Skip to main content

tv   CBS Evening News With Scott Pelley  CBS  August 3, 2012 7:00pm-7:30pm EDT

7:00 pm
labor department. hiring did pick up in july with 163,000 jobs created, more than twice as many as june. but that wasn't enough to keep up with the growing demand, and so, the unemployment rate ticked up a tenth of a point to 8.3%. unemployment has been at 8% or higher for three and a half years. nearly 13 million americans are out of work. rebecca jarvis now on the competition for the new jobs available. >> i applied for seven different jobs just on monday alone. and i haven't heard back on any of them. >> reporter: carol hardon is ask. she lost her job as an office manager in cleveland almost two years ago. how are you getting by right now? >> i have been a widow for 10 years and i get my husband's social security. >> reporter: if you department have access-- >> i don't know where i would be. >> reporter: she's among the more than five million americans who have been out of work for at least six months.
7:01 pm
that's more than 40% of the unemployed. hardon had a job interview last week. >> they will tell you, "boy, we had 100, 200 applicants for this job." >> reporter: you hear that during the interview. >> all the time. during the interview. >> reporter: this year the economy has added an average of 150,000 jobs a month, but that barely keeps up with population growth. economist mark zandi. >> even under the best of circumstances it's going to take three, four, five years to really get back to what you might call full unemployment. >> reporter: 23.5 million americans are either out of wo work, working fewer hours, or have given up looking for a job, the most since january. >> i sit out with my neighbors. >> reporter: carol hardon knot her last unemployment check in april. >> we used to be the land of golden opportunity. what happened to that? >> reporter: you don't believe we're that any more. >> i don't believe we're that right now. >> reporter: the economy needs to create at least 250,000 jobs a month, every month, for the
7:02 pm
next four years to fully repair the damage from the great recession. and, scott, that is something this economy has never done before. >> pelley: rebecca, thank you very much. because more jobs were created than expected, wall street took that as a good sign. the dow closed up 217 points, closing above 13,000. with 95 days to go before the election, we wondered about the president's job creation record. so have a look. the great recession was still on when president obama took office in january of 'sub 9. that month the economy lost more than 800,000 jobs, grim days. and it continued to lose jobs for 13 more months. in march of 2010, jobs began to grow. there was another dip, but jobs have been created for 22 months in a row now. still, that growth is too modest to put a dent in the unemployment rate. jobs are the issue likely to decide the race for the white house, and we have two reports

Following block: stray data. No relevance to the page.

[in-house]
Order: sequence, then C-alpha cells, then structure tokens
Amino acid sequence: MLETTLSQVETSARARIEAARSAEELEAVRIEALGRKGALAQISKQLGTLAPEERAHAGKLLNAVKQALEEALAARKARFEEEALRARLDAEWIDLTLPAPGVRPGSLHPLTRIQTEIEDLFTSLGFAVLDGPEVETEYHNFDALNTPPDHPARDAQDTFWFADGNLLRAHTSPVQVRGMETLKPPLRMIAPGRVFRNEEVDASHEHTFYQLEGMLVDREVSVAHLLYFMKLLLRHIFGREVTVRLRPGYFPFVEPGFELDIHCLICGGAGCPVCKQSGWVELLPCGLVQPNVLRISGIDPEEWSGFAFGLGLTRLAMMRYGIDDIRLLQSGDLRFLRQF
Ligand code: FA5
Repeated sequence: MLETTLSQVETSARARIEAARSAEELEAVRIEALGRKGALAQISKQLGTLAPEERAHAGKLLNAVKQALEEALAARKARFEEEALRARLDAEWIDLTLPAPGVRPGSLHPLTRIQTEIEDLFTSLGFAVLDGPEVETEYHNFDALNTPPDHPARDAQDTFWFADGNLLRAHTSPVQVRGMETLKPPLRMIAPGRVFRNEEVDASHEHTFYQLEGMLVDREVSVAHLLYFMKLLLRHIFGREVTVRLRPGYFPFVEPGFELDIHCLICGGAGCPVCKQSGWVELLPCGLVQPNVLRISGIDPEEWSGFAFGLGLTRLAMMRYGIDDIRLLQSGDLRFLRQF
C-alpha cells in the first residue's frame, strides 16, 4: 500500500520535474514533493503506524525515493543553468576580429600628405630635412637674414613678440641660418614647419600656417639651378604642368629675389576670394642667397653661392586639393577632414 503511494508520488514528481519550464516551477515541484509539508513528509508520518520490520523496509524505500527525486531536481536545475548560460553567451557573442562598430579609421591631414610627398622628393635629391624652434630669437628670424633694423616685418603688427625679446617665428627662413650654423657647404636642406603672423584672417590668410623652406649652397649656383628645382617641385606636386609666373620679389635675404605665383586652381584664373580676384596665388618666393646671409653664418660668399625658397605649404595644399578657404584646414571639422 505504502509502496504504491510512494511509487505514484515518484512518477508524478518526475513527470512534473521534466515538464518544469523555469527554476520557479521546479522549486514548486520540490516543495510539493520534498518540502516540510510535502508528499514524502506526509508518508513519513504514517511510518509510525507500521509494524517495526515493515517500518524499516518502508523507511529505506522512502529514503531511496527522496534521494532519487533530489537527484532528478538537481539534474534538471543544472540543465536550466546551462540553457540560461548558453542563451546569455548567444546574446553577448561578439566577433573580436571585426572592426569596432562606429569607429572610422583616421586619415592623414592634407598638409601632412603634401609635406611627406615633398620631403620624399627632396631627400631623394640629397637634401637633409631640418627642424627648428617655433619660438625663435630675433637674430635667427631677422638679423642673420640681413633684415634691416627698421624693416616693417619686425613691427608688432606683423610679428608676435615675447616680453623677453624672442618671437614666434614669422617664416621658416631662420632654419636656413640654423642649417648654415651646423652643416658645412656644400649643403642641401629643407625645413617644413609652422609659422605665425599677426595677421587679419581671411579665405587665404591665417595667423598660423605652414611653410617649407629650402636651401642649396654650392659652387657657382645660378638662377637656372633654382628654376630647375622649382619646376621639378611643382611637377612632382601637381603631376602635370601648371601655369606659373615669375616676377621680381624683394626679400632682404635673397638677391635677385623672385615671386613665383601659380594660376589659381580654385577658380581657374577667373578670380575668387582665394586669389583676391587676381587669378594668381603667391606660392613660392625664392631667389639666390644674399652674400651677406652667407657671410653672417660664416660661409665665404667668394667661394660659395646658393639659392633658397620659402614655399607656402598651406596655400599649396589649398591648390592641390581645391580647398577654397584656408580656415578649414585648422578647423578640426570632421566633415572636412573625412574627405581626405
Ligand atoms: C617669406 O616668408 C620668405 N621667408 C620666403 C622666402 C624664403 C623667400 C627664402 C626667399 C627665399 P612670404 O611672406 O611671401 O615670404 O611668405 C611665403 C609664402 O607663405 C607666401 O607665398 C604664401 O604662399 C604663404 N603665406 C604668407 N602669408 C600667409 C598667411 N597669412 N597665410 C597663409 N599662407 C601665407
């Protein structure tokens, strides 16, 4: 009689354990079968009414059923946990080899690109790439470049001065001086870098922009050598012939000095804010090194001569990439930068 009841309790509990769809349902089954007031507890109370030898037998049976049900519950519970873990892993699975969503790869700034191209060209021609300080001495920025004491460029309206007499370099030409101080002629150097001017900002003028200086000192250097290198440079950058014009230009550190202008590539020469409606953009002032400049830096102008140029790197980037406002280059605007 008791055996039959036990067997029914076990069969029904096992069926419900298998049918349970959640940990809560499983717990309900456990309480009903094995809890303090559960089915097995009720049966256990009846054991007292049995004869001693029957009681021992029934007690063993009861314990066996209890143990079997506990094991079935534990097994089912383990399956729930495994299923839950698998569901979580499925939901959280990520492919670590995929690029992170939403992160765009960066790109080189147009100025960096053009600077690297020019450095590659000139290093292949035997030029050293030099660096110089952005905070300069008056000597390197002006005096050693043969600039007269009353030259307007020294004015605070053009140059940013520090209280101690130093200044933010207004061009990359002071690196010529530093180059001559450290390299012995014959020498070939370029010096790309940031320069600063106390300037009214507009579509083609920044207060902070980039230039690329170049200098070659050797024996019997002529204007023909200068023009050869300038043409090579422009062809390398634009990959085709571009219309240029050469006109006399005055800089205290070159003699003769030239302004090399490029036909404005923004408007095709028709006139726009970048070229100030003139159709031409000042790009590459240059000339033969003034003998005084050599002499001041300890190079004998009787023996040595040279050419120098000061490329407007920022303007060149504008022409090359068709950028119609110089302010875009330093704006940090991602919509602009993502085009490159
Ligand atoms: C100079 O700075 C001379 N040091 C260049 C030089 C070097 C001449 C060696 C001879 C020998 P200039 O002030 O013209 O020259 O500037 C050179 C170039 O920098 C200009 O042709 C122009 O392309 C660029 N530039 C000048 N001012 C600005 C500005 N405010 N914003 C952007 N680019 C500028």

7:03 pm
tonight. first whitt wit with the romney campaign in las vegas. bill. >> reporter: scott, governor mitt romney came to this city with one of the worst unemployment rate in the country-- 12.1%-- and last president barack obama for today's jobs numbers. >> it's another hammer blow to the struggling middle class families of america. >> reporter: governor romney laid out a broad five-point plan to fix the economy and help the middle class through energy unless, a balanced budget, by strengthening trade, education, and small businesses. >> it will create more jobs and more takehome pay, and i know how to do that. >> reporter: but as he spoke, just down the road, unemployed nesahdans lines up at the professional institute of technology for help with resumes and interview skills. >> it's diversified. >> reporter: 64-year-old vietnam vet jim hagen lost his casino job when tourism here plummeted in 2007. he's applied for hundreds of
7:04 pm
jobs. so far, nothing. >> it is frustrating. >> reporter: he's also disillusioned with president obama and uncertain about governor romney. >> he just seems like a corporate person who he was very successful running a corporation, but this is america. >> reporter: what are you going to do on election day? >> ( sighs ). >> well, i don't want to not vote. but, you know, it's hard to make up my mind which one i'm going to vote for. >> reporter: john wright lost his job managing a call center a year and a half ago. he favors mr. obama but hates the tone in washington. >> they don't come together and take care of people that are looking for employment. i want them just to reach across the aisle, shake hands and go, "look, america needs some help. people have elected us to help and we just need to stop the bickering and go to work and help people out." >> reporter: mr. romney brought his optimistic message to this depressed city where developments like this sit unfinished. unemployed jim hagen told us that it all sounds like so much
7:05 pm
campaign talk to him. >> pelley: bill, thanks. no president since f.d.r. has been re-elected with an unemployment rate this high. but the president decided to focus today on the number of jobs that were created, and nancy cordes is at the white house. >> those are our neighbors and family members finding work, and the security that comes with work. but, let's acknowledge, we've still got too many folks out there who are looking for work. we've got more work to do on their behalf. >> reporter: the slight rise in unemployment was a disappointment at the white house where senior advisers used to predict privately that the rate would drop below 8% by election day. >> any increase in the unemployment rate is unwelcome. >> reporter: alan krueger is the president's top economist. >economist. mitt romney today called the unemployment rate a hammer blow to middle class families. >> i don't think it was a hammer low to the 163,000 americans who found a job in july.